- Lack of communication about sex. Failure to communicate with your partner about what we like or dislike about sex affects negatively the partner’s sex life. We often believe that the other person should know how to satisfy us which is totally false. It is true that something can be intuited but we should not leave our enjoyment to our partner because who better than us to know what we like or not? Although it is essential to discover what satisfies us.
8 Myths About Orgasm
1. There are two different types of orgasm: one vaginal (coital) and one clitoral
This statement is a little controversial but the truth is that these orgasms can be reached with different forms of stimulation and feel differently.
In fact, if you have vaginal orgasms, as we mentioned before is because your clitoris is being stimulated indirectly. The clitoris is not only the cap that can be seen with the naked eye. The clitoris is a much larger structure, whose ramifications extend throughout the genital area. That is why it is believed that really the female G-spot does not exist, but when you stimulate this point you are actually stimulating an inner zone of the clitoris. The existence of a G-spot as a structure with its own entity is not yet proven. In fact, there are women who don’t feel pleasure when stimulating that area.
2. Non-coital orgasm is less satisfactory than coital orgasm
This is totally false. The orgasms that arise from the stimulation of the clitoris are much more intense than those that can be reached only with intercourse. As we mentioned before, there are women who are not able to have orgasms during intercourse.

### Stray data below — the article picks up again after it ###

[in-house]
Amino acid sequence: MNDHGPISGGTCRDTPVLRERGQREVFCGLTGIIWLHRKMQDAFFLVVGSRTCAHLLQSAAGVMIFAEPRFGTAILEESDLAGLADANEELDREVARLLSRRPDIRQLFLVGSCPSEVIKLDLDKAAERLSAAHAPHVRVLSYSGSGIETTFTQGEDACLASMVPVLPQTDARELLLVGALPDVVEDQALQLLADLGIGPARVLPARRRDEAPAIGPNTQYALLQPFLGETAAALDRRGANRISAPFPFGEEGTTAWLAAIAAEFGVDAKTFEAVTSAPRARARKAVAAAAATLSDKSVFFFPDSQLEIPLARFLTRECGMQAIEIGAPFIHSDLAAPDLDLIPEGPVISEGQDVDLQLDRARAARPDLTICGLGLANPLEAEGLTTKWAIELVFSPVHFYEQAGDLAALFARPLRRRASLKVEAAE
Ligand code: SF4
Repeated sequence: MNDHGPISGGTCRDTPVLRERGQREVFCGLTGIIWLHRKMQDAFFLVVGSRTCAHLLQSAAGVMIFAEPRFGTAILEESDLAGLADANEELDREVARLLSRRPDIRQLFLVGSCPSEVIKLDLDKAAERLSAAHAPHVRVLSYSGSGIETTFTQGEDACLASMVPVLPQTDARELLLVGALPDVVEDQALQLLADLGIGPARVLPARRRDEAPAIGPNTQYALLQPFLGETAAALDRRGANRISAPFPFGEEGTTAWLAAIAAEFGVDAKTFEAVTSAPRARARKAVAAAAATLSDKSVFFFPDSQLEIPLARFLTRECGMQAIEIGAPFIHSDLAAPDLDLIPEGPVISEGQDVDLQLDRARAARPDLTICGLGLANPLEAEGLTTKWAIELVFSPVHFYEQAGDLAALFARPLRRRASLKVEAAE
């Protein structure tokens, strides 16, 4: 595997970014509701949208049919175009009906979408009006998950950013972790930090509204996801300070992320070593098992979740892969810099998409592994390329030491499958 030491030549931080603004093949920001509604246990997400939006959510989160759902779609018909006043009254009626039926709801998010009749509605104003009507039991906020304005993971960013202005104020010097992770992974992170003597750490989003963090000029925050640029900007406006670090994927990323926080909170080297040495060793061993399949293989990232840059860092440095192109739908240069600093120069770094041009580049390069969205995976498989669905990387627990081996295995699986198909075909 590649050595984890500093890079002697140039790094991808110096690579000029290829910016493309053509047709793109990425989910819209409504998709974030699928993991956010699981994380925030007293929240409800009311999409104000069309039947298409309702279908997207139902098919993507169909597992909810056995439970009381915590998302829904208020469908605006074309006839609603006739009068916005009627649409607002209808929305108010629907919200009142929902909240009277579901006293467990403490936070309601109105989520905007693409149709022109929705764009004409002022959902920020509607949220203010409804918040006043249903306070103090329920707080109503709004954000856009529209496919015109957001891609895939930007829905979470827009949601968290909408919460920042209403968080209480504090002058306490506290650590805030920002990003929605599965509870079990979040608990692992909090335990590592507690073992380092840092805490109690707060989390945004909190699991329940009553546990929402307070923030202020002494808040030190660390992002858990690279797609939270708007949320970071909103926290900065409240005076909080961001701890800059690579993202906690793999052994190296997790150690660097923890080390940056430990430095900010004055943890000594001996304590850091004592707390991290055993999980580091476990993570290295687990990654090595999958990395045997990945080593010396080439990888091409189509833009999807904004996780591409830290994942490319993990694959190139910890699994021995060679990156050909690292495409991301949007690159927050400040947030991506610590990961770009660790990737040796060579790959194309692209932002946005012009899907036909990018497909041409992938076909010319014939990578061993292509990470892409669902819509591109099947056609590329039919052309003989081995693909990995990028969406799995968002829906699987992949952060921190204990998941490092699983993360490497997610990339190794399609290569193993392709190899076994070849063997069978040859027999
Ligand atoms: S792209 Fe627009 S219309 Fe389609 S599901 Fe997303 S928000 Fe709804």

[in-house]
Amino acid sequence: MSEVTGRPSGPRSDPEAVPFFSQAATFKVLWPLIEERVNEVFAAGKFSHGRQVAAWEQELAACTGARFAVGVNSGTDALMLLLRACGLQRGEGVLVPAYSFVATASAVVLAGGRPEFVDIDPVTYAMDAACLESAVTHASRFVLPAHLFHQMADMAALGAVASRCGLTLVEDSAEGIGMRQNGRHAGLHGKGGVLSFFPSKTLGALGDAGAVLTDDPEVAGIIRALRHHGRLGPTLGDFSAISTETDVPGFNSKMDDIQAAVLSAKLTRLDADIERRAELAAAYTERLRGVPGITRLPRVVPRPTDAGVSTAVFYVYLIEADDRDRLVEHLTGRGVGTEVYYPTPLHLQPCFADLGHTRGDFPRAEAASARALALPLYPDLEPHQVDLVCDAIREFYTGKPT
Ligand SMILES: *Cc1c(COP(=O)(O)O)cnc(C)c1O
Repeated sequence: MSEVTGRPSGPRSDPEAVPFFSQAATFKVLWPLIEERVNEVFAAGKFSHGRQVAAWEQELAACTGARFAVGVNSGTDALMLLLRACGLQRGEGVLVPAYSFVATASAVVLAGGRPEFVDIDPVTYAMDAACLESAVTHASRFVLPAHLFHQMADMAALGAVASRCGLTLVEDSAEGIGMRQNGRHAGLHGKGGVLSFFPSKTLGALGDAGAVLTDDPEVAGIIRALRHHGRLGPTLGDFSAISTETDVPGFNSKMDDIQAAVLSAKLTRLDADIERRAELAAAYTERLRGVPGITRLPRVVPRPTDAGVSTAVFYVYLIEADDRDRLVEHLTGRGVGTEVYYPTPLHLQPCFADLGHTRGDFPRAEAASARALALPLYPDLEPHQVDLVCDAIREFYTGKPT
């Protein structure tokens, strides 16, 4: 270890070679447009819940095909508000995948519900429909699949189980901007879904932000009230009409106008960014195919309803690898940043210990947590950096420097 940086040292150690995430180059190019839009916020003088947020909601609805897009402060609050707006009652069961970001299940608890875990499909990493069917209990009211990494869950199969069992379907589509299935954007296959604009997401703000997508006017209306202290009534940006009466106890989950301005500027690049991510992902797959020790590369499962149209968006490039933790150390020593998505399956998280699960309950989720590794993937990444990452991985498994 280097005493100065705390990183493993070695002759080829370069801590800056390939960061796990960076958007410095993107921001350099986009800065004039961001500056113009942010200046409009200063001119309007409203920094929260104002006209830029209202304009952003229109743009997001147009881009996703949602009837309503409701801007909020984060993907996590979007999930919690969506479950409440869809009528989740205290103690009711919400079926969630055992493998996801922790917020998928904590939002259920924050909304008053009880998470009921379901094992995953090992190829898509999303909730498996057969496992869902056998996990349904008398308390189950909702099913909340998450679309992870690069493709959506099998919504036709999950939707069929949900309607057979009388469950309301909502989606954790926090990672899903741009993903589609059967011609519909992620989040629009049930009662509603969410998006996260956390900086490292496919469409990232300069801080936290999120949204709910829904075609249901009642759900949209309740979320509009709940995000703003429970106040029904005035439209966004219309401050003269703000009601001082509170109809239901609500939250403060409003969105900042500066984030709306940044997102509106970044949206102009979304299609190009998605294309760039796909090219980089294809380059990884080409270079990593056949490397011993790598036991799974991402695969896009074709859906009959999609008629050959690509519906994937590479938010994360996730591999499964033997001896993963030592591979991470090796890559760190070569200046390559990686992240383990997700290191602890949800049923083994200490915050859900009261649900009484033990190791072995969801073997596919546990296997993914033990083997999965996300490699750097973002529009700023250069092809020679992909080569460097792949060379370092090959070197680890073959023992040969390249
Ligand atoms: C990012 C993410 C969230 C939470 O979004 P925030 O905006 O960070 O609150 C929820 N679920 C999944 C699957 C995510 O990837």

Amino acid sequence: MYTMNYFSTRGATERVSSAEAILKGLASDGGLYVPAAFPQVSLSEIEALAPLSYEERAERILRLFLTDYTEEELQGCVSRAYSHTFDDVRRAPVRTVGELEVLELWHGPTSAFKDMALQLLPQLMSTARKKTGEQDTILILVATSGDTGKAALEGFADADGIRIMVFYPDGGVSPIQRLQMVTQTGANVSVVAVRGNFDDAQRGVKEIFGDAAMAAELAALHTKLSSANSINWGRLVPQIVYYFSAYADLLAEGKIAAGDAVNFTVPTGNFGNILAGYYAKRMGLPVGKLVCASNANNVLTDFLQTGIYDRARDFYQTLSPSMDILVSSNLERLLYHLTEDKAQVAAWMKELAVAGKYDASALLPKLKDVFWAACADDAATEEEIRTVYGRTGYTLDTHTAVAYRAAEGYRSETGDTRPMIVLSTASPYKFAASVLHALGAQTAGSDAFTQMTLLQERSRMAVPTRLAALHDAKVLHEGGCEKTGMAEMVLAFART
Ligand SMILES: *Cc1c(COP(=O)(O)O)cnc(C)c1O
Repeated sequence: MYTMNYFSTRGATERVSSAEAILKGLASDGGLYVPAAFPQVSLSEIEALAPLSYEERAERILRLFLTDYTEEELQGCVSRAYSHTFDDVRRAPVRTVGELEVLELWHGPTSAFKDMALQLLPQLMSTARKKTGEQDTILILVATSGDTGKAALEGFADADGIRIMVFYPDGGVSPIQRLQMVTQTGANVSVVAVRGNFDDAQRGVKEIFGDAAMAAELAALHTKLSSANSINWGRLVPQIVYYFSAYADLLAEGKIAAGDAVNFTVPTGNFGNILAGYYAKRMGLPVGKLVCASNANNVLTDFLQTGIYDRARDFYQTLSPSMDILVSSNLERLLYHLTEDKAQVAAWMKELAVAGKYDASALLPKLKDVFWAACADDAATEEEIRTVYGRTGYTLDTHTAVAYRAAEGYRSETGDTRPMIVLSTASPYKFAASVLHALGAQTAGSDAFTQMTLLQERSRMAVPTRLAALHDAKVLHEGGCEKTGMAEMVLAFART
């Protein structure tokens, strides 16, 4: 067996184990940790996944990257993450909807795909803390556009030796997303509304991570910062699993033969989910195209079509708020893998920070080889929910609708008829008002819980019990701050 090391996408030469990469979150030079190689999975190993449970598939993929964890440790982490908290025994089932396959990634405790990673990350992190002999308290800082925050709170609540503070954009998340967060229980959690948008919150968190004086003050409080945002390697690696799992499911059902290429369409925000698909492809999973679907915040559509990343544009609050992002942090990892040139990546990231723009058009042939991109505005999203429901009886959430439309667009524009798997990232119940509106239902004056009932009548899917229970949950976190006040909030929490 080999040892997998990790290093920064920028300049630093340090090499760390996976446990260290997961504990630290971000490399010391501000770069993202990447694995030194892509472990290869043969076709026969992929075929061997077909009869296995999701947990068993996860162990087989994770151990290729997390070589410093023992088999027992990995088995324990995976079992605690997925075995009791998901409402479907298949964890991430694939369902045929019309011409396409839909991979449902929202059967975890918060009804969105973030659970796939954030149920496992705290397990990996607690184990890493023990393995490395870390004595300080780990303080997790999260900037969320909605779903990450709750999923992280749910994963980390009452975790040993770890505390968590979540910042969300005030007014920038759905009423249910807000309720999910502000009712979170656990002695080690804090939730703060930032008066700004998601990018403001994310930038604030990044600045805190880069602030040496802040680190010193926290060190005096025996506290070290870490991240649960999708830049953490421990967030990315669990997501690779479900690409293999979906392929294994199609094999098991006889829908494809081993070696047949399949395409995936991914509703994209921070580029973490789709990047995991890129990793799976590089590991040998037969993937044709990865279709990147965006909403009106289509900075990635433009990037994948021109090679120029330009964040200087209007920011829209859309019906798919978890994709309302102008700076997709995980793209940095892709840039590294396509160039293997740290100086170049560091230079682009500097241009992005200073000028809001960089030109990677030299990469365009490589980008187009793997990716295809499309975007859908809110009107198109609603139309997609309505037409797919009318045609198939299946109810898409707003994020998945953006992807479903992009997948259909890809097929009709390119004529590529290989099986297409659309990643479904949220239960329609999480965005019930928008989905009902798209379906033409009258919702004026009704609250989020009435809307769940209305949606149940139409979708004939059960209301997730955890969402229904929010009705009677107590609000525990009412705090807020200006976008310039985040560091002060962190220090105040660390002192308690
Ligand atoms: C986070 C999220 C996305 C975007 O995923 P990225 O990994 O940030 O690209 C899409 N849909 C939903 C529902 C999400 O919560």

3. What is normal is to have vaginal or coital orgasms
As we have said, the most common and normal thing is that a woman can have orgasms stimulating her clitoris and it is more difficult to do it through intercourse.
4. Having orgasms by stimulating the clitoris is immature or abnormal
This statement, as expressed by Freud, has no scientific basis.
5. Women who masturbate are lesbian, perverts or sex addicts
A woman who masturbates gets to know their body like no other. She is responsible for her own sexuality and its a sign of good sexual health. Sex addiction or nymphomania or hypersexuality is something completely different.
6. A man must know how to satisfy a woman
This myth has done much harm to sexuality. There is a great deal of pressure on men almost expecting them to be born experts in sex. Both men and women must communicate and express how we want them to touch us, what we like and what we don’t. 7. Women take longer to have an orgasm than men
7. Women take longer to have an orgasm than men
If a woman is properly stimulated, it may take the same time as a man to reach the climax. Similarly, some men may take a while to become sufficiently aroused. It depends on the person, the partner, the couple, the situation and the type of sexual practice.
8. To enjoy sex you have to reach orgasm
It is true that orgasm is a fantastic experience, but you can also enjoy sex without it. Fun, intimacy and excitement can provide very fulfilling encounters as well. You have to stop obsessing with orgasm if you climax, great, but if not, nothing happens.
Anorgasmia treatment is very effective and the vast majority of cases are successfully resolved. The orgasm disorder is a relatively easy problem so if you think you suffer from anorgasmia or your sex life is not satisfactory, don’t hesitate to consult with a psychologist, sex therapist or a sexologist. In addition, going to a professional will rule out the existence of biological problems or other associated psychological problems, such as depression or anxiety symptoms.
Anorgasmia treatment can be individual and/or in pairs. It usually includes sex education in order to break myths and false beliefs about our sexuality. Communication problems will also be a subject of discussion. There will also be a self-exploration and self-stimulation in order to get to know yourself thoroughly. Subsequently, couple exercises are performed so that the sexual relationship or intercourse can satisfy both and can reach orgasm.